CSC 213:  Operation Systems and Parallel Algorithms

Instructor Textbook Assignments Schedule (.dvi / postcript / pdf format)
Labs Course Work Deadlines Collaboration Disabilities Grading Topic Review

This course provides a solid introduction to operating systems, together with an extended discussion of some fundamental parallel algorithms. More specifically, the course includes the following topics:


Henry M. Walker

Office: Science 2420
Telephone: extension 4208
Office hours are posted weekly on the bulletin board outside my office.
Additional hours can be scheduled by appointment.
If you wish, you may reserve a half hour meeting by signing up on the weekly schedule.


Gary Nutt Operating Systems, Third Edition, Addison-Wesley, 2000, ISBN: 0-201-77344-9.

In addition, a reference book on the C programming language may be of interest. While many such books exist, students might want to consider the following standard reference:

Samuel P. Harbison and Guy L. Steele, C: A Reference Manual, Fifth Edition, Prentice Hall, ISBN: 0-13-089592-X, 2002.

The schedule

While the schedule for this course is expected to evolve, a Tentative Class Schedule is available on-line in .dvi , postscript , and pdf formats.

Also, if you are logged into the departmental network and want a copy printed, click duerer to have a copy printed on the printer duerer, and click pacioli to have a copy printed on the printer pacioli.

Course Work

This course will involve laboratories, written assignments, programs, and tests.

  1. Laboratories: Formal laboratories are scheduled each Tuesday. Each laboratory will contain a variety of questions and problems; written responses are due the Friday following a lab. While not required, collaboration within a group is strongly encouraged for laboratory work.

  2. Written Assignments and Programs: Exercises will be assigned regularly throughout the course, and normally all work covering the material for a week is due on the following Monday. (Work for the last week, however, is due on Friday, December 10.) There will be a penalty for turning papers or programs in late. Papers over two weeks late and any work after Friday, December 10, will not be accepted.

  3. Programs: Several programming problems will be assigned throughout the semester.

  4. Hour Tests: Following the Tentative Class Schedule (.dvi format / postscript / .pdf format ) hour tests are scheduled for Friday, September 24 and for Monday, November 15.

  5. Exam: The instructor will discuss with students in the course whether the final exam will be in oral or written form. An oral final exam be scheduled during exam week. The exam itself will be designed for 20-30 minutes, but students will sign up for 45 minute appointments, in order to reduce time pressures.

Late Penalty: Work is due at the start of class on the date specified in the assignment. A penalty of 33 1/3 % per class meeting will be assessed on any work turned in late, even work submitted at the end of a class. Thus, work turned in 4 days late will be weighted -33 1/3 %; since a negative score reduces a semester total, it is better not to turn the work in at all.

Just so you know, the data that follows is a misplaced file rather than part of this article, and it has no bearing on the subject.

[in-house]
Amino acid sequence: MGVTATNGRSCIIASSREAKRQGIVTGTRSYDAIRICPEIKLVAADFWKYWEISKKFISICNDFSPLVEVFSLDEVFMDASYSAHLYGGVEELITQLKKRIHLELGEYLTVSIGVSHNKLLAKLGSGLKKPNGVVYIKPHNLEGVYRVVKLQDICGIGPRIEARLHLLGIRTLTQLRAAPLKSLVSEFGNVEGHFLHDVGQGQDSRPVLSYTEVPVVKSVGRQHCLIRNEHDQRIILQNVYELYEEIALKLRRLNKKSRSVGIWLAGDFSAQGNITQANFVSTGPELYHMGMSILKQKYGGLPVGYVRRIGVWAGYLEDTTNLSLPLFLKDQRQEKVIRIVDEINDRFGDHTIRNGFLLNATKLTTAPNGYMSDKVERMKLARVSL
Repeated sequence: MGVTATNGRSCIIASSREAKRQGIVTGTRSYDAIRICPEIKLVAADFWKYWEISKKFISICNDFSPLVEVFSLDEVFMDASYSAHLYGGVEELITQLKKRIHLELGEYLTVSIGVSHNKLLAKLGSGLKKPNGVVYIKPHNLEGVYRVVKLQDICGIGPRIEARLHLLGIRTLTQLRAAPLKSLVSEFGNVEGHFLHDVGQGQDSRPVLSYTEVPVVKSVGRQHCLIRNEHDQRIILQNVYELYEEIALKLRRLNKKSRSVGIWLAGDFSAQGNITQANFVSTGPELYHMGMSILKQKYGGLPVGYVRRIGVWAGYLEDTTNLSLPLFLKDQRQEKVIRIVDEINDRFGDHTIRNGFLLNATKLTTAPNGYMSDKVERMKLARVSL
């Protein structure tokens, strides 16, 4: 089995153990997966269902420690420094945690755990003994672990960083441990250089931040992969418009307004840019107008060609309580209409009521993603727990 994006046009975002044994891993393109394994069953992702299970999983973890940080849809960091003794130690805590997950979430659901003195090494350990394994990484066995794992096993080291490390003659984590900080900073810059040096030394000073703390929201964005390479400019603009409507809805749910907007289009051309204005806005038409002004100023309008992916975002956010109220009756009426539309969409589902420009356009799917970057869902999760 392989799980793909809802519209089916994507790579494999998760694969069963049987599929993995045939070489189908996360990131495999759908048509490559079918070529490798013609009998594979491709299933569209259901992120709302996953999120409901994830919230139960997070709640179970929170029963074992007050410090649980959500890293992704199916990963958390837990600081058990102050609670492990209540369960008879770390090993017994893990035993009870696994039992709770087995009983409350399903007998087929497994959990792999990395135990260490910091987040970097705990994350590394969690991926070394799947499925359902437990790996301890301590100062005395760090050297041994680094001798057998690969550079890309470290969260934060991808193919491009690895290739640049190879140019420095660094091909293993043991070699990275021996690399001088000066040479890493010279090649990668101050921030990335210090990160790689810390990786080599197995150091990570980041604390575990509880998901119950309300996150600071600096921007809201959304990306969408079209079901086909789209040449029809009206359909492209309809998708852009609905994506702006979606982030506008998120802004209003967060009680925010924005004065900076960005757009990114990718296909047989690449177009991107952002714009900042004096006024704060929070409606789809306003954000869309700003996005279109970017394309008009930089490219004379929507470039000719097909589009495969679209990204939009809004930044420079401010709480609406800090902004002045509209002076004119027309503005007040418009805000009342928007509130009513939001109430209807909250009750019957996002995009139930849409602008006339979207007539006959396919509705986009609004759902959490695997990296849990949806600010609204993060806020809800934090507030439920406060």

Exception: Deadlines for programming problems and laboratory exercises are automatically extended at least one class day if MathLAN is down for an unscheduled period of 3 or more hours during the week preceding the assignment due date. (In such cases, however, deadlines for written assignments are not extended.)

Absolute Deadline: All homework must be turned in by Friday, December 10 at 5:00 pm.


The work in this course is split between individual and group work. Thus, as a general rule, students are encouraged to work together on laboratory exercises. However, since this course seeks to develop individual understanding and mastery as well, collaboration normally is not allowed on written assignments, programs, or tests. To avoid possible confusion, the rules for each assignment are clearly indicated on the course's assignment sheet.

Computer Accounts

If you have specific physical, psychiatric, or learning disabilities and require accommodations, please let me know early in the semester so that your learning needs may be appropriately met.  You will need to provide documentation of your disability to the Director of Academic Advising. Feel free to talk to me if you have questions or want more information.


This instructor's grading philosophy dictates that the final grade should ultimately be based upon each student's demonstration of his or her understanding of the material, not on the performance of the class as a whole nor on a strict percentile basis.The following scheme is proposed as a base for how the various laboratories, assignments, programs, oral presentations, and tests will be counted in the final grade.

Laboratory Exercises and Programs: 60%    Hour Tests: 20%    Exam: 20%

This document is available on the World Wide Web as

created July 20, 1998
last revised December 8, 2004
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